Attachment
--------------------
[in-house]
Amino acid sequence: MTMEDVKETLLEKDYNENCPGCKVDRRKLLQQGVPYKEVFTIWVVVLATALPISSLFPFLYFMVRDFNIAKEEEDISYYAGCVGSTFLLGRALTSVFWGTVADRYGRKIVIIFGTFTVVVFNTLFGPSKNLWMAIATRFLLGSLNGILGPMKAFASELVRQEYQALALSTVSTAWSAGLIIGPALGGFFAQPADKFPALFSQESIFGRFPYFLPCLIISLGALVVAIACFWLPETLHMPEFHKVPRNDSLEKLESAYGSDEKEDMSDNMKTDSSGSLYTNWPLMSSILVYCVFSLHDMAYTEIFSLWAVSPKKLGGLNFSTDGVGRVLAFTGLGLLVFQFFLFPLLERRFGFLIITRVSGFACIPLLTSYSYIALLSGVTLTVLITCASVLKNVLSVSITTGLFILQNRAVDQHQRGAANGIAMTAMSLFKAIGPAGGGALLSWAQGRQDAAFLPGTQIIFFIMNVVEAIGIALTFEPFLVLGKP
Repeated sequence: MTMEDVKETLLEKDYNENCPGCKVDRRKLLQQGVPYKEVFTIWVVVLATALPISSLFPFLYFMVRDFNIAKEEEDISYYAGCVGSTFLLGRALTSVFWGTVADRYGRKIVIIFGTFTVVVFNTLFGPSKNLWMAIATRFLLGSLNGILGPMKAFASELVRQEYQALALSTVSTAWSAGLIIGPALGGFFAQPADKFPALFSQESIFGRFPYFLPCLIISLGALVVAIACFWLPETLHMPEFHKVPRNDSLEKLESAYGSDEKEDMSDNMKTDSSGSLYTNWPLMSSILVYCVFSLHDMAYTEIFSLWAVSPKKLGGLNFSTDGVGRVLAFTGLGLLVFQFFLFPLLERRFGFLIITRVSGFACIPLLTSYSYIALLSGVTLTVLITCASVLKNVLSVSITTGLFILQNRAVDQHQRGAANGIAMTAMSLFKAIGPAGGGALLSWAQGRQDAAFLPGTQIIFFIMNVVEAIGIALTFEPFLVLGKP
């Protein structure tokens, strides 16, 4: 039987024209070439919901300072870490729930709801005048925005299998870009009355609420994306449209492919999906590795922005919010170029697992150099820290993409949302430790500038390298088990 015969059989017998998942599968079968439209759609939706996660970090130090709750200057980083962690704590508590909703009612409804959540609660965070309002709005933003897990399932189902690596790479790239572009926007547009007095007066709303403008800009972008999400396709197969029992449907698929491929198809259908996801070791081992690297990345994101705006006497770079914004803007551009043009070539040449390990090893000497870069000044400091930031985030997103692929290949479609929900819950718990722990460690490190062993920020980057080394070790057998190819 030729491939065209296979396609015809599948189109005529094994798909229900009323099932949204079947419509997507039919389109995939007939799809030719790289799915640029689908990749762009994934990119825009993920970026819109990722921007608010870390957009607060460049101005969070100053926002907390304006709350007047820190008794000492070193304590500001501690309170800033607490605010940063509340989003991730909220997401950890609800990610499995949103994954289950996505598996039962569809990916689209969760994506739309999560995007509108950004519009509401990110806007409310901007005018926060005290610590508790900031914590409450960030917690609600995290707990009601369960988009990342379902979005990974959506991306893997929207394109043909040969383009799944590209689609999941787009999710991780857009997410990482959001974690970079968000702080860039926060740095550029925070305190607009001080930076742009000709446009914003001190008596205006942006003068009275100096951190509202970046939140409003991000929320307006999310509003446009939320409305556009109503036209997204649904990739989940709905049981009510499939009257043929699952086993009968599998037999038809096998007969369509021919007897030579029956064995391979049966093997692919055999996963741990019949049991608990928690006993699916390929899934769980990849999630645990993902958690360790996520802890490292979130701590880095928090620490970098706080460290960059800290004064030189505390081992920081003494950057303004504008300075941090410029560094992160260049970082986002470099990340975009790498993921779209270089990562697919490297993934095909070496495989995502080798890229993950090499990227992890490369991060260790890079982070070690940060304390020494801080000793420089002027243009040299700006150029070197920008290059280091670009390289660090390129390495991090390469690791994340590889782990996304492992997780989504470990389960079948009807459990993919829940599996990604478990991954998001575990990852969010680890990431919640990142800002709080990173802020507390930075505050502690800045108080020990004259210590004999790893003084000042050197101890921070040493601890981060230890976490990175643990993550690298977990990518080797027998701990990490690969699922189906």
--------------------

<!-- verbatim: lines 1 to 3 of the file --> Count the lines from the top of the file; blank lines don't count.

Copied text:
[in-house]
Amino acid sequence: MTMEDVKETLLEKDYNENCPGCKVDRRKLLQQGVPYKEVFTIWVVVLATALPISSLFPFLYFMVRDFNIAKEEEDISYYAGCVGSTFLLGRALTSVFWGTVADRYGRKIVIIFGTFTVVVFNTLFGPSKNLWMAIATRFLLGSLNGILGPMKAFASELVRQEYQALALSTVSTAWSAGLIIGPALGGFFAQPADKFPALFSQESIFGRFPYFLPCLIISLGALVVAIACFWLPETLHMPEFHKVPRNDSLEKLESAYGSDEKEDMSDNMKTDSSGSLYTNWPLMSSILVYCVFSLHDMAYTEIFSLWAVSPKKLGGLNFSTDGVGRVLAFTGLGLLVFQFFLFPLLERRFGFLIITRVSGFACIPLLTSYSYIALLSGVTLTVLITCASVLKNVLSVSITTGLFILQNRAVDQHQRGAANGIAMTAMSLFKAIGPAGGGALLSWAQGRQDAAFLPGTQIIFFIMNVVEAIGIALTFEPFLVLGKP
Repeated sequence: MTMEDVKETLLEKDYNENCPGCKVDRRKLLQQGVPYKEVFTIWVVVLATALPISSLFPFLYFMVRDFNIAKEEEDISYYAGCVGSTFLLGRALTSVFWGTVADRYGRKIVIIFGTFTVVVFNTLFGPSKNLWMAIATRFLLGSLNGILGPMKAFASELVRQEYQALALSTVSTAWSAGLIIGPALGGFFAQPADKFPALFSQESIFGRFPYFLPCLIISLGALVVAIACFWLPETLHMPEFHKVPRNDSLEKLESAYGSDEKEDMSDNMKTDSSGSLYTNWPLMSSILVYCVFSLHDMAYTEIFSLWAVSPKKLGGLNFSTDGVGRVLAFTGLGLLVFQFFLFPLLERRFGFLIITRVSGFACIPLLTSYSYIALLSGVTLTVLITCASVLKNVLSVSITTGLFILQNRAVDQHQRGAANGIAMTAMSLFKAIGPAGGGALLSWAQGRQDAAFLPGTQIIFFIMNVVEAIGIALTFEPFLVLGKP